on his passage; and at the present day a movement is on foot in
England to raise a statue in his honour.

"Having vanquished whatever there is to vanquish, men and things,
marshes, rocks, and sandy wastes," he had ceased to believe in
obstacles, and wished to begin Suez over again at Panama. He
began again with the same methods as of old; but he had aged,
and, besides, the faith that moves mountains does not move them
if they are too lofty. The mountains resisted, and the
catastrophe that ensued destroyed the glittering aureole of glory
that enveloped the hero. His life teaches how prestige can grow
and how it can vanish. After rivalling in greatness the most
famous heroes of history, he was lowered by the magistrates of
his country to the ranks of the vilest criminals. When he died
his coffin, unattended, traversed an indifferent crowd. Foreign
sovereigns are alone in rendering homage to his memory as to that
of one of the greatest men that history has known.[20]

indulged on the subject of the destiny of de Lesseps in
reflections marked by a most judicious psychological insight. I
therefore reproduce them here:--

"After the condemnation of Ferdinand de Lesseps one has no longer
the right to be astonished at the sad end of Christopher
Columbus. If Ferdinand de Lesseps were a rogue every noble
illusion is a crime. Antiquity would have crowned the memory of
de Lesseps with an aureole of glory, and would have made him
drink from the bowl of nectar in the midst of Olympus, for he has
altered the face of the earth and accomplished works which make
the creation more perfect. The President of the Court of Appeal
has immortalised himself by condemning Ferdinand de Lesseps, for
the nations will always demand the name of the man who was not
afraid to debase his century by investing with the convict's cap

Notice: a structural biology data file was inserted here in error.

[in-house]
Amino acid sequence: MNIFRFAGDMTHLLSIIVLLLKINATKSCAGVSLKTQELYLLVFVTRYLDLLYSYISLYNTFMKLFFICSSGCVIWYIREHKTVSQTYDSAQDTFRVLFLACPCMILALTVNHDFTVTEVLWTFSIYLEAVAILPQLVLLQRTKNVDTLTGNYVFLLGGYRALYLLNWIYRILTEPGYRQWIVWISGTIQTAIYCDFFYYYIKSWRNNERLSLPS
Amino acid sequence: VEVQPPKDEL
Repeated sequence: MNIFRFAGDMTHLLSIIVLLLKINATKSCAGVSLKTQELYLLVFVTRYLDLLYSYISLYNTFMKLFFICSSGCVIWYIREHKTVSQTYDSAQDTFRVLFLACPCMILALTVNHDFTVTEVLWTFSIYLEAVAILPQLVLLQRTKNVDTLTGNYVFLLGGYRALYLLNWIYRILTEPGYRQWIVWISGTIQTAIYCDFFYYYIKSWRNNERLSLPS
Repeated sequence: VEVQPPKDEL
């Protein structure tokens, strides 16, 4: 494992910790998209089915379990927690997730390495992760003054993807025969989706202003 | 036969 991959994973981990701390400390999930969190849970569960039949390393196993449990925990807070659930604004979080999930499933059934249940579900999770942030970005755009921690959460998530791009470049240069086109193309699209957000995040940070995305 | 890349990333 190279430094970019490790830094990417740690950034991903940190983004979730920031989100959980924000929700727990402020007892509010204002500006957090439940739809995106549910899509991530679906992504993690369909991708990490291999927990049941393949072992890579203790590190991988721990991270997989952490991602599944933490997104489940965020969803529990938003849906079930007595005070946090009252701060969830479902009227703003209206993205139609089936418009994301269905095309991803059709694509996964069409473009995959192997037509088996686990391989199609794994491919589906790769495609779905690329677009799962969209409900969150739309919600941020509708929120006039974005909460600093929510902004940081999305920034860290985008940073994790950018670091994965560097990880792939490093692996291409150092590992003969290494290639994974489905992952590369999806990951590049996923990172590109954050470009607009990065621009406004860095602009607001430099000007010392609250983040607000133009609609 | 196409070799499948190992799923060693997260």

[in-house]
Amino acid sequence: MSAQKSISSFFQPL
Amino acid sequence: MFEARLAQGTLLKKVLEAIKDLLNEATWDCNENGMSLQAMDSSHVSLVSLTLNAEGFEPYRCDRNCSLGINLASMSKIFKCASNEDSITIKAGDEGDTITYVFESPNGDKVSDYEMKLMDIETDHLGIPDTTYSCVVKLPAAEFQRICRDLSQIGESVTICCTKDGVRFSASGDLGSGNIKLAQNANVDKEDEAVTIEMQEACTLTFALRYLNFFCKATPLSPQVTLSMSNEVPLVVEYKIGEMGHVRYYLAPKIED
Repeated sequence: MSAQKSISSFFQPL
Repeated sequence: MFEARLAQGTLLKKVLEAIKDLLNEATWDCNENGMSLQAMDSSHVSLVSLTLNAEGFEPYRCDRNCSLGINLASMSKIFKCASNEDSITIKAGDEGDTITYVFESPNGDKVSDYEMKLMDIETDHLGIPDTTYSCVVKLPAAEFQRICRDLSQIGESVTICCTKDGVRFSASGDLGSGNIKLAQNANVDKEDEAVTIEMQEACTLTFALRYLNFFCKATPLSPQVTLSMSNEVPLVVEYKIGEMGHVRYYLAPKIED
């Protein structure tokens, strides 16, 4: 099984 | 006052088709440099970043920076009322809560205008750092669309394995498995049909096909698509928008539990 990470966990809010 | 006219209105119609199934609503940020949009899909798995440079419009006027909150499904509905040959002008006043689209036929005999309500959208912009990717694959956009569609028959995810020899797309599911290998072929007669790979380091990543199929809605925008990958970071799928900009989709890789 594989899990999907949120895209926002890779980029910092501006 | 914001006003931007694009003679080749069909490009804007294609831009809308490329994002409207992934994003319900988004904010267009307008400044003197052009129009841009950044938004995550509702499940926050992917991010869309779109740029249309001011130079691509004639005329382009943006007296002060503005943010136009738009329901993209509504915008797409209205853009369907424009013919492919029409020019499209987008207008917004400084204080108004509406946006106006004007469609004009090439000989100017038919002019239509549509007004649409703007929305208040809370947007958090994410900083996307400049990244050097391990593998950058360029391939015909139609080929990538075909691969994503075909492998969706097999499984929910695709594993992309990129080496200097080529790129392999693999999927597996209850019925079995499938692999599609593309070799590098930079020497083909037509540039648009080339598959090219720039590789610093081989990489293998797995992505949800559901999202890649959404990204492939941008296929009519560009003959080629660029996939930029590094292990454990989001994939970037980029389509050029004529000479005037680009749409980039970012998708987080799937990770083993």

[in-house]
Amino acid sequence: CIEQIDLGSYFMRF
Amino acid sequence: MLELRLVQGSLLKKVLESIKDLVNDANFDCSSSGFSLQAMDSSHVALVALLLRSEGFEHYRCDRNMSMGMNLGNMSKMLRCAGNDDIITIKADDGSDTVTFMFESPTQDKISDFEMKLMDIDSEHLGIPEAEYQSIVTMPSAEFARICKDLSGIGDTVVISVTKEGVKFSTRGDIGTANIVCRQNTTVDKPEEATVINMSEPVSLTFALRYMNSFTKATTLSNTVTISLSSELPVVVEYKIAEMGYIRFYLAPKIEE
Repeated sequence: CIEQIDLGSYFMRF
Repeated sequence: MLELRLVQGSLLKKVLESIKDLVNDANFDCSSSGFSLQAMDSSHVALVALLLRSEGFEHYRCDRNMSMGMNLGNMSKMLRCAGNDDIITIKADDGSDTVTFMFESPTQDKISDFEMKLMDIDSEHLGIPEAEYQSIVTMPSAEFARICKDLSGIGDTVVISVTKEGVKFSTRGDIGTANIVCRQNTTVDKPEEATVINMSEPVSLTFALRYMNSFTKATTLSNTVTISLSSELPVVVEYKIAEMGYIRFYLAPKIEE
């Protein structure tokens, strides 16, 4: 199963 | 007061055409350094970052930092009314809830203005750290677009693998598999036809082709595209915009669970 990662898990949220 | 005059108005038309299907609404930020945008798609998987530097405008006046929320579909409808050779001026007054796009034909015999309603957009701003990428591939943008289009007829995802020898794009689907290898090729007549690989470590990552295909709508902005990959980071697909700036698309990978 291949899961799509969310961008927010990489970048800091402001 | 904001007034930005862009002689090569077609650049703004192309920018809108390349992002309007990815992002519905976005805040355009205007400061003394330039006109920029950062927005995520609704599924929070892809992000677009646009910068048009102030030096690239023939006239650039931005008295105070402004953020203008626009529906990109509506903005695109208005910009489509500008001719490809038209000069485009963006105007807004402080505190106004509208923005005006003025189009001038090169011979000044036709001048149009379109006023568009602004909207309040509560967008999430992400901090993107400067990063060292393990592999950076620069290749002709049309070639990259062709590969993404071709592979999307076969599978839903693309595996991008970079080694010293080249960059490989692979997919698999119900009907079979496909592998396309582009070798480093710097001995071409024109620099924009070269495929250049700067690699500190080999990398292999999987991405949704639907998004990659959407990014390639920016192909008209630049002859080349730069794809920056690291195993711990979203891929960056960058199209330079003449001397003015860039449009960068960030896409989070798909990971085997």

an aged man, whose life redounded to the glory of his

"Let there be no more talk in the future of inflexible justice,
there where reigns a bureaucratic hatred of audacious feats. The
nations have need of audacious men who believe in themselves and
overcome every obstacle without concern for their personal
safety. Genius cannot be prudent; by dint of prudence it could
never enlarge the sphere of human activity.

". . . Ferdinand de Lesseps has known the intoxication of triumph
and the bitterness of disappointment--Suez and Panama. At this
point the heart revolts at the morality of success. When de
Lesseps had succeeded in joining two seas princes and nations
rendered him their homage; to-day, when he meets with failure
among the rocks of the Cordilleras, he is nothing but a vulgar
rogue. . . . In this result we see a war between the classes of
society, the discontent of bureaucrats and employes, who take
their revenge with the aid of the criminal code on those who
would raise themselves above their fellows. . . . Modern
legislators are filled with embarrassment when confronted by the
lofty ideas due to human genius; the public comprehends such
ideas still less, and it is easy for an advocate-general to prove
that Stanley is a murderer and de Lesseps a deceiver."

Still, the various examples that have just been cited represent
extreme cases. To fix in detail the psychology of prestige, it
would be necessary to place them at the extremity of a series,